Effectiveness of a Group-Based Progressive Strength Training in Primary Care to Improve the Recurrence of Low Back Pain Exacerbations and Function: A Randomised Trial

Int J Environ Res Public Health. 2020 Nov 11;17(22):8326. doi: 10.3390/ijerph17228326.


Low back pain (LBP) is the leading cause of disability and one of the most common reasons for physician visits in primary care, with a 33% rate of recurrence during the first year. However, the most optimal exercise program in this context remains unknown. The objective was to evaluate the effectiveness of a group-based progressive strength training program in non-specific chronic LBP (CLBP) patients in primary care on pain recurrence and physical function. Eighty-five patients with non-specific CLBP were separated into two groups (Intervention group: completed a progressive strength training program 3 days per week for 8 weeks; Control group: received the usual care). The intervention group showed a recurrence rate of 8.3%, while the control group had a recurrence rate of 33.3% and a shorter time until the first recurrent episode. The intervention group showed increased lumbar extensor strength, left-hand handgrip strength, and reduced the number of pain sites compared with the control group. Results also showed greater odds for reducing LBP intensity and disability in the intervention group. In conclusion, a group-based progressive strength training program is a more effective and efficient alternative than Back-School programs and can easily be carried out in the primary health care context.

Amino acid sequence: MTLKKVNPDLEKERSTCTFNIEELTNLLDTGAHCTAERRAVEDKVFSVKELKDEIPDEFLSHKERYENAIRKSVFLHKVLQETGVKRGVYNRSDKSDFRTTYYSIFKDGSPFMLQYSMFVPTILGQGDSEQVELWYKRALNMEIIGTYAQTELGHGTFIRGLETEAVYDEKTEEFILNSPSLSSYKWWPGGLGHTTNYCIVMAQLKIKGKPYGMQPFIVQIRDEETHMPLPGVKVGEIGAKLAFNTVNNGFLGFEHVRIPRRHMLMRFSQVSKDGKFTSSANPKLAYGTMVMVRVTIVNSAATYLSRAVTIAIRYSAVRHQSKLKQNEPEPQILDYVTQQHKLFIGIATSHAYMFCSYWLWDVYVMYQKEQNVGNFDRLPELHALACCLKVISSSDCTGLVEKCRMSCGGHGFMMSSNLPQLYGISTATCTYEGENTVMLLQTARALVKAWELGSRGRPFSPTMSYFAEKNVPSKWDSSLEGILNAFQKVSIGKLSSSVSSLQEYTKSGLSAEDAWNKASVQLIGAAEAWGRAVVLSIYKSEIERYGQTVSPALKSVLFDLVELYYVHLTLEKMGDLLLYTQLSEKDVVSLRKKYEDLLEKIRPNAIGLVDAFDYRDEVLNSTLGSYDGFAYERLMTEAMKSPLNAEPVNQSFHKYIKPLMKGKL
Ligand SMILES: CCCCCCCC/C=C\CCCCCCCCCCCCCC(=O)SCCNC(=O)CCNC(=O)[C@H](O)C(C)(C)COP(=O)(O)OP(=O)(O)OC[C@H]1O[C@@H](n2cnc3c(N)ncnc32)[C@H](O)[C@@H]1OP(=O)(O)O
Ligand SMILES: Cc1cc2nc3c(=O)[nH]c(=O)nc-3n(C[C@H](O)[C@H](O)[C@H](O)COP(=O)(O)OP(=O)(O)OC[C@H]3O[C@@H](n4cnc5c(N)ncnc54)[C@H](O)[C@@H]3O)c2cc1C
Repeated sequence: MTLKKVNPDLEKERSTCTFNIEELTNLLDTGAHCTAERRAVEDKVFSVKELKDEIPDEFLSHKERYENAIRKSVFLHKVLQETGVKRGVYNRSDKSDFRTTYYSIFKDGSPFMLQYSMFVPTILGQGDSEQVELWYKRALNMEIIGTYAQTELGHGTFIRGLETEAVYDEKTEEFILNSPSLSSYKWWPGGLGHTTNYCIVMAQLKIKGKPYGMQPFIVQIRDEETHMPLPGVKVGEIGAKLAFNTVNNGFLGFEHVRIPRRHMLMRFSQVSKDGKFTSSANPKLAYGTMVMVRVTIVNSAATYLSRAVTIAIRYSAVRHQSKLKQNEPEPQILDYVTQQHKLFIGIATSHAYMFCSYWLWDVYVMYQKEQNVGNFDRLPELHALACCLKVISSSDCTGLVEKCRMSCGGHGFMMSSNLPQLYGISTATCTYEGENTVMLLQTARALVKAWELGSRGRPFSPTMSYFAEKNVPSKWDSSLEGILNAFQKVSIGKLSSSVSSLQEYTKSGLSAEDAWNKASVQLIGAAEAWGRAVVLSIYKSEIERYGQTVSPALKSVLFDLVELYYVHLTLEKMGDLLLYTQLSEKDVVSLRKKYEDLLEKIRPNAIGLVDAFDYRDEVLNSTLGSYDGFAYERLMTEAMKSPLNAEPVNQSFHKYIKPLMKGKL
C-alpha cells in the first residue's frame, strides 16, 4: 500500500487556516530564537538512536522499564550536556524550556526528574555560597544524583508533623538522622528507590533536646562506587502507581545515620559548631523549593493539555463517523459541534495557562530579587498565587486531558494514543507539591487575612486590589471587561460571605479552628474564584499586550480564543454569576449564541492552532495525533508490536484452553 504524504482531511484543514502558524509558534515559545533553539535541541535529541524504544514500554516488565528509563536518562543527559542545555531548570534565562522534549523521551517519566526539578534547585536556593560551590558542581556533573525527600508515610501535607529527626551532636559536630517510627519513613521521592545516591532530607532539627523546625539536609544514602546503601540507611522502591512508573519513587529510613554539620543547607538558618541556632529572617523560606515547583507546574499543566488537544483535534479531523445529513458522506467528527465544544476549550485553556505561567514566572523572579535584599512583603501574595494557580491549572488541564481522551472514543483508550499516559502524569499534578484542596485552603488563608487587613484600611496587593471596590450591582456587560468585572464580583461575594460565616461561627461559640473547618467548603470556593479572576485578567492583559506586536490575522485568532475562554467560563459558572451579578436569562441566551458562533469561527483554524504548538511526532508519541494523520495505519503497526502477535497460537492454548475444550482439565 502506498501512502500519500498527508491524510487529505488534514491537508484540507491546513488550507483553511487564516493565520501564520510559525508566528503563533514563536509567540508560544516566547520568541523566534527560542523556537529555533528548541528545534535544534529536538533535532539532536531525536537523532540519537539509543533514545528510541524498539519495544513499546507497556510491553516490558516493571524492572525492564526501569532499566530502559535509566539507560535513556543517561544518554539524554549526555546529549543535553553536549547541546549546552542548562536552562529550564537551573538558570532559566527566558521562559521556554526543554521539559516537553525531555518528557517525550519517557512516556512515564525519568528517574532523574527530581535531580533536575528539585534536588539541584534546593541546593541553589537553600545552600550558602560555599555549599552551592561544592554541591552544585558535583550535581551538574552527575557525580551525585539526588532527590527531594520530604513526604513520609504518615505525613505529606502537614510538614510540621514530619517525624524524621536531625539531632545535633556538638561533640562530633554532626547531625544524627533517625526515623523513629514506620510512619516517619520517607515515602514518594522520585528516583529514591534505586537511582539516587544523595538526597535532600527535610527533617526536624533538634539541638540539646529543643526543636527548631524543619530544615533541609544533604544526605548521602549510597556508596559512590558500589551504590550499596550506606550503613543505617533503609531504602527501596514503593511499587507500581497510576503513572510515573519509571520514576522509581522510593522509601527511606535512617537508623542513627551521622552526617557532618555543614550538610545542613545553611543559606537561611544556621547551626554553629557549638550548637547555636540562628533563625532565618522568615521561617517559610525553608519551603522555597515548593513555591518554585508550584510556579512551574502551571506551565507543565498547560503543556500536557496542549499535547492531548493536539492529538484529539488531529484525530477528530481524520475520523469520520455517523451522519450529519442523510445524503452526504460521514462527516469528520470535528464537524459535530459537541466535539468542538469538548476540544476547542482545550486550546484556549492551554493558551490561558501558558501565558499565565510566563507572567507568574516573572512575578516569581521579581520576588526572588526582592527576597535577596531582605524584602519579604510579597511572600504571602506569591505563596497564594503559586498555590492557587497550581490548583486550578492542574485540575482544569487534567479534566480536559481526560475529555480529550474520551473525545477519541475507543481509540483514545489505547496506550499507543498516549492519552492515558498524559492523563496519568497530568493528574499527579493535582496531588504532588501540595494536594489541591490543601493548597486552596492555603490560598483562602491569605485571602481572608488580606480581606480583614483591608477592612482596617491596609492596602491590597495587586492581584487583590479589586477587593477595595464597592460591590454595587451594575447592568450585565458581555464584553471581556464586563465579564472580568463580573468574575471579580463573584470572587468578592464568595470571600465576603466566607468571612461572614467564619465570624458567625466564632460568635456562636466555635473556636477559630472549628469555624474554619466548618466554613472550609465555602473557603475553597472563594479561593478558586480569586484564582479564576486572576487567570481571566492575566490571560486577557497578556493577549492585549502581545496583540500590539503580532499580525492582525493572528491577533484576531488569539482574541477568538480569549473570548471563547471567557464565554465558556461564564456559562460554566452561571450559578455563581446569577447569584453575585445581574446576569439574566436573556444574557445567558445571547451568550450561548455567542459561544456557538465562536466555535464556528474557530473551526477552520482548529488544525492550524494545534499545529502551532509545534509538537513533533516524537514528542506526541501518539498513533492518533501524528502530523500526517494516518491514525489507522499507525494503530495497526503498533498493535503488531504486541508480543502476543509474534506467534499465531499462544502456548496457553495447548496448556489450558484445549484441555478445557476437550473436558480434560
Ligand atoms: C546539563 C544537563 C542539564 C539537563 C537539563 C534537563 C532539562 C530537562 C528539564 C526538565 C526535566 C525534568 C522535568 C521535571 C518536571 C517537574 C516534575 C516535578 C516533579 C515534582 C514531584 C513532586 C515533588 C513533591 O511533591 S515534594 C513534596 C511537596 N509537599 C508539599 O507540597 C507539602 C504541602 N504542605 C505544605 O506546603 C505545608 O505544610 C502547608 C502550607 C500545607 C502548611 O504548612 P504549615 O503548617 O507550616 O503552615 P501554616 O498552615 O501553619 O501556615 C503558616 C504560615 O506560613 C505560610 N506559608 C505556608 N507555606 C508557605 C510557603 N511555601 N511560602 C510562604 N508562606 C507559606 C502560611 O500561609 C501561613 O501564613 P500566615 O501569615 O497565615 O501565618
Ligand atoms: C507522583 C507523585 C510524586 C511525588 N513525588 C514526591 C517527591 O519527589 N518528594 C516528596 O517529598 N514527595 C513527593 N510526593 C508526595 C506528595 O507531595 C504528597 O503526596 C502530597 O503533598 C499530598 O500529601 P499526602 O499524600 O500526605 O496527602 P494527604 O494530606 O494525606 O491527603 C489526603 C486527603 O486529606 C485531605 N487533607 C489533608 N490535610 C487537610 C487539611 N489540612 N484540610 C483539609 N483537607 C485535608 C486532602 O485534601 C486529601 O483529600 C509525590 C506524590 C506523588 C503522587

Keywords: chronic low back pain; core; endurance; multi-site; resistance training.

Publication types

  • Randomized Controlled Trial

MeSH terms

  • Exercise Therapy* / standards
  • Female
  • Hand Strength
  • Humans
  • Low Back Pain* / therapy
  • Male
  • Middle Aged
  • Primary Health Care*
  • Resistance Training* / standards
  • Treatment Outcome